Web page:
ROASTED CAMPARI TOMATOES

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Campari Tomatoes roasted_005

That Little Red Dress

Buon giorno!

A rose may be a rose, but a tomato is definitely NOT a tomato! (…and no you have not just stumbled into a bad poetry blog) The truth is that not all tomatoes taste the same, are interchangeable, and can be counted on for flavor. This brings me to the subject of one of my favorite fresh tomatoes which happens to be in season at this very moment – summer. The Campari Tomato is special in so many ways. It is the very best tomato, in my estimation, for the easy, healthy, and delicious preparation of Roasted Tomatoes as a side dish. Let’s talk about why Roasted Campari Tomatoes are worthy of that review.

What is a Campari Tomato: It is not in any way related to the wonderful tart Campari liquor that is the basis of so many Italian aperitivi . Ah! But that vivid red…yes they do have that bright show-stopping red color in common. That is where the similarity ends. Unlike the tart, biting, liquor, the Campari tomato is very sweet and very juicy. This tomato makes you savor its flavor, taunting you to let it to linger on the tongue, and promising more to follow it. They are small, round, and plump. Unlike its distant relative, the less flavorful cherry tomato, the Campari bursts with sweetness when bitten and packs very little acidity. The name Campari not only defines this special variety of tomato, but also designates a trademark.

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The little red dress: To further elevate this tomato, think of it this way. The Campari is a lot like that “little red dress”. You know the one. It hangs in your closet, waiting. It is not selected often or for just any occasion. Instead, it waits patiently.. for that special evening – that singular event for which no other frock will do. It is sassy, ripe, a little siren. You save it when you want to make a statement. The red dress is the one your mother keeps telling you to wrap up with a sweater or shawl. Your girlfriend wants you to adorn it with some tacky necklace. YOU know better! You know that all it needs is a simple pair of pumps – just high enough. You know you don’t have to work that “little red dress” as it does all the work for you. OK – I digress. You get the idea. Similarly, Campari Tomatoes need no elaborate cover-ups, no sauces, no frills. They do it all. Just let them shine. They will work the runway – uh – the plate – in an understated manner while leaving your guests wondering how something so simple just rocked the meal and their taste buds.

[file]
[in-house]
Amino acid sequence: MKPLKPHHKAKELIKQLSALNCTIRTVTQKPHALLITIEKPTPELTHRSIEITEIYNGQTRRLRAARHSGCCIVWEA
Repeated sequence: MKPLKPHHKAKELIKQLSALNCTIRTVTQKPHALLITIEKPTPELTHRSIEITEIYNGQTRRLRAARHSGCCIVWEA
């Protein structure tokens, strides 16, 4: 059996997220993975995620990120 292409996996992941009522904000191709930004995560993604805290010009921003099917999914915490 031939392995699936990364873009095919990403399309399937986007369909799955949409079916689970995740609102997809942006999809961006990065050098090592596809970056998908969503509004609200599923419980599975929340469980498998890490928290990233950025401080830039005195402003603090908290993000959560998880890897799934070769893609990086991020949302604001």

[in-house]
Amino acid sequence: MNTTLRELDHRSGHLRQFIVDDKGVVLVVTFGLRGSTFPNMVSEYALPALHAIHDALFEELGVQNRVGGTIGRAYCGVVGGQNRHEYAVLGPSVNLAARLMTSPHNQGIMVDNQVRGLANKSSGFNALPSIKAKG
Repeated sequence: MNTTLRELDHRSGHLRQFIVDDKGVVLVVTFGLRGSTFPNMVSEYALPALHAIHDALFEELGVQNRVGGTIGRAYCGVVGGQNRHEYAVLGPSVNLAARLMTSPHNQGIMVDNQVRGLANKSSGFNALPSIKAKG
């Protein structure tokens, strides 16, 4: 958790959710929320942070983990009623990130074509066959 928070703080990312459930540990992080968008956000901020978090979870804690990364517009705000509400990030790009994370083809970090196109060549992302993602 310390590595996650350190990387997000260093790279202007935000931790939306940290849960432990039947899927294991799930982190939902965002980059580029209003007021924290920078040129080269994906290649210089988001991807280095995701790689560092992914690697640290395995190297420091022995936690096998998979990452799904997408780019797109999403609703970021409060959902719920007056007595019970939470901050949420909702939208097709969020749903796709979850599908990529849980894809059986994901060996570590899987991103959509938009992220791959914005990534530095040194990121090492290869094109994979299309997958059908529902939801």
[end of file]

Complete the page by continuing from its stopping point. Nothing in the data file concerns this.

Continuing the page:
Keeping Campari’s happy:  Always, always store your Campari Tomatoes at room temperature. Never refrigerate them as this causes them to lose their flavor as it does with most tomatoes. In this case, it would be a tragedy to lose such sweetness. Try to use them soon after you purchase them to get the full benefit of their flavor and goodness.

The KISS method: You all know this one! KISS as in Keep It Simple Stupid. Such is the way to reap the most success from Campari Tomatoes. My favorite preparation for these little stars is to roast them in halves, simply, with just a few fresh ingredients. They will perform perfectly on the most formal menu as well as on the most casual. As a side to roasted or grilled meats and fish, they serve as the perfect choice always complimenting the other flavors. Another way I love to serve them – is oiled and just lightly roasted whole, still on the vine – served with an oozy cheese like Buratta or even a creamy goat cheese like the one made at Caly Road Creamery.

On the outside chance: It probably won’t happen, but if you possibly have any leftover: throw them over pasta or make sandwiches with them the next day – just killer!

Here’s how to do it!

ROASTED CAMPARI TOMATOES

Serves: 6

Prep: 10 minutes

Cook Time: 15 minutes

Ingredients:

12 Campari Tomatoes washed and split in half and rubbed on the outside with a little Extra Virgin Olive Oil

Extra Virgin Olive Oil

2 Cloves Fresh Garlic chopped very finely

Kosher Salt and Freshly Ground Black Pepper to taste

1 Tbsp. Chopped Fresh Oregano

1/4 c. grated Pecorino Romano Cheese or Parmigiano-Reggiano Cheese

About 1/3 c. Chopped Fresh Basil for garnish

1 Tbsp. Fresh Lemon Juice

Instructions: